On March 29, my mom took me to the Biloxi National Cemetery's Vietnam Memorial Service. I'm not sure what I was expecting, but what happened made me both sad and proud.
When we arrived at the service, we took our seats. As the Vietnam veterans started to arrive, I introduced myself and shook each one's hand. I thanked each veteran for their service. Several of these veterans got tears in their eyes.
I was kind of sad that they thought kids like me didn't know anything about Vietnam. One 80-year-old colonel asked me to take a picture with him.
When the first Vietnam veteran speaker began, I kind of got upset. How could people treat veterans the way that these veterans were treated after the war? I felt mad when I heard about the role the media played during the war and the things they said the American troops did.
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The speaker told us about a chemical called Agent Orange, and I felt bad that so many veterans had to endure that. The speaker also told us how many veterans served in the war and how many died.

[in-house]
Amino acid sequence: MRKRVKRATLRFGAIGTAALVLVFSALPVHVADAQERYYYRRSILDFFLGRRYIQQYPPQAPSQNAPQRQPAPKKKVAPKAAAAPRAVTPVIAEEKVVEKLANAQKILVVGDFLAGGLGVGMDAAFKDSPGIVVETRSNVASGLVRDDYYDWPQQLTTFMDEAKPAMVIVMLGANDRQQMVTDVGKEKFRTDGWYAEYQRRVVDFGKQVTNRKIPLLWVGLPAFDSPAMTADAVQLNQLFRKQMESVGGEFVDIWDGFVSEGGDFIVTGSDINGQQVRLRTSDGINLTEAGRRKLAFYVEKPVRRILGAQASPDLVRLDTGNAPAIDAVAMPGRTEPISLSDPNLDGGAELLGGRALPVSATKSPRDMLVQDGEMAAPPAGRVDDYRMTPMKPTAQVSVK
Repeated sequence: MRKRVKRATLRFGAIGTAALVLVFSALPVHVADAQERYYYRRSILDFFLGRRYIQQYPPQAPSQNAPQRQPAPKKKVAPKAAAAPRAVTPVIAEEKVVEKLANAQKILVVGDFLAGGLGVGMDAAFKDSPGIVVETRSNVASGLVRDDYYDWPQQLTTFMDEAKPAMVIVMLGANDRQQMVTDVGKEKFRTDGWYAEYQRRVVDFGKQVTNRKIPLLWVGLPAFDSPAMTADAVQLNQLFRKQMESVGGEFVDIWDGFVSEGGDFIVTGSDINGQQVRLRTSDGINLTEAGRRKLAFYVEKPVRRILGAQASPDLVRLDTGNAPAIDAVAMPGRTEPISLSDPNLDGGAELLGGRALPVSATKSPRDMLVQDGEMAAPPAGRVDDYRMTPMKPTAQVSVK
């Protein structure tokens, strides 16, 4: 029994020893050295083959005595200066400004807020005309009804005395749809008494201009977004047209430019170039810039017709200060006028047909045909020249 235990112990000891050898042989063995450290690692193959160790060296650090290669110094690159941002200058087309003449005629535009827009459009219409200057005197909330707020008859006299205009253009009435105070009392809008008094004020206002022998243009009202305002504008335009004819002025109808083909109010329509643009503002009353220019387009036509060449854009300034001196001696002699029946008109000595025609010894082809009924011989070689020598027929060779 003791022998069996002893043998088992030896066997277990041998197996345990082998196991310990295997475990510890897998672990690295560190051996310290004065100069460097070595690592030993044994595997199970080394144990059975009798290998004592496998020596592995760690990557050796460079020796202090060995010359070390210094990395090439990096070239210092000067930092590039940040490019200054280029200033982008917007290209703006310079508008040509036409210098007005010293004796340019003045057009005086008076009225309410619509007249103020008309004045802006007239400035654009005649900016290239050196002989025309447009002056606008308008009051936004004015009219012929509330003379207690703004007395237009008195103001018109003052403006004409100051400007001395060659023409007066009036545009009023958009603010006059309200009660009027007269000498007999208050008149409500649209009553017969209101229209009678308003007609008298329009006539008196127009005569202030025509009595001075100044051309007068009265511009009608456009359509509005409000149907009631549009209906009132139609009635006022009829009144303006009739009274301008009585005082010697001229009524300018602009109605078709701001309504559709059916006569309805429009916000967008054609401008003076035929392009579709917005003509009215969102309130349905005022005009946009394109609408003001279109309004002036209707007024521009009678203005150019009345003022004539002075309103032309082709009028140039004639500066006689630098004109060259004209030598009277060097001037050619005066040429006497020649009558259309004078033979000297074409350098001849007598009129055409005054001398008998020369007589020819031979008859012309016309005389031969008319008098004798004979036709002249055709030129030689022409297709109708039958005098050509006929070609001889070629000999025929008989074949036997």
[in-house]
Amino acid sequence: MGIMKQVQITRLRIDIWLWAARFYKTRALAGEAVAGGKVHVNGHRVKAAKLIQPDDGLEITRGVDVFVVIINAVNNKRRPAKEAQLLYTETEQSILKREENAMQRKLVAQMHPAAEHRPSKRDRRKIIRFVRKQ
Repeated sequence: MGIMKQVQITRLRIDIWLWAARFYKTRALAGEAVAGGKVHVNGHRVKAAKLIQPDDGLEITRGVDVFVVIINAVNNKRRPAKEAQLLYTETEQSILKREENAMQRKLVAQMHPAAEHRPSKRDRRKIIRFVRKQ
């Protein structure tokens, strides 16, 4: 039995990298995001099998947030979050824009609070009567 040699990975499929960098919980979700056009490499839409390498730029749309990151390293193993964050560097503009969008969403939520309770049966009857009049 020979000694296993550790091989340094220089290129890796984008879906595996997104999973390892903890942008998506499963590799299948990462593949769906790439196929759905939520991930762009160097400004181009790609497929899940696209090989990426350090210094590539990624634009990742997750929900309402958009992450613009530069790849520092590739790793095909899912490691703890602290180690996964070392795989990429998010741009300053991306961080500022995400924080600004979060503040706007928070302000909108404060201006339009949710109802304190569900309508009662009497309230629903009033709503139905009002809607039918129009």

I was sad that the veterans were not respected or recognized when they came home from war. I am upset that the veterans' physical and mental illnesses were not taken care of.
My mom and dad are both Marine Corps veterans, and I would've been upset if my parents had been treated that way. My dad works at the Biloxi VA hospital, so he teaches me how to respect and talk to veterans.
As the speaker talked, I began crying. I have been to the National Vietnam Memorial. I have seen my cousins' names on the wall. I have seen how this war caused PTSD in two of my uncles. After the ceremony and after taps was played, I gave the speaker a hug, and I cried.
I learned more today about the Vietnam War than I ever have before. I am glad these veterans are finally getting the recognition they deserve.
St. Patrick High School,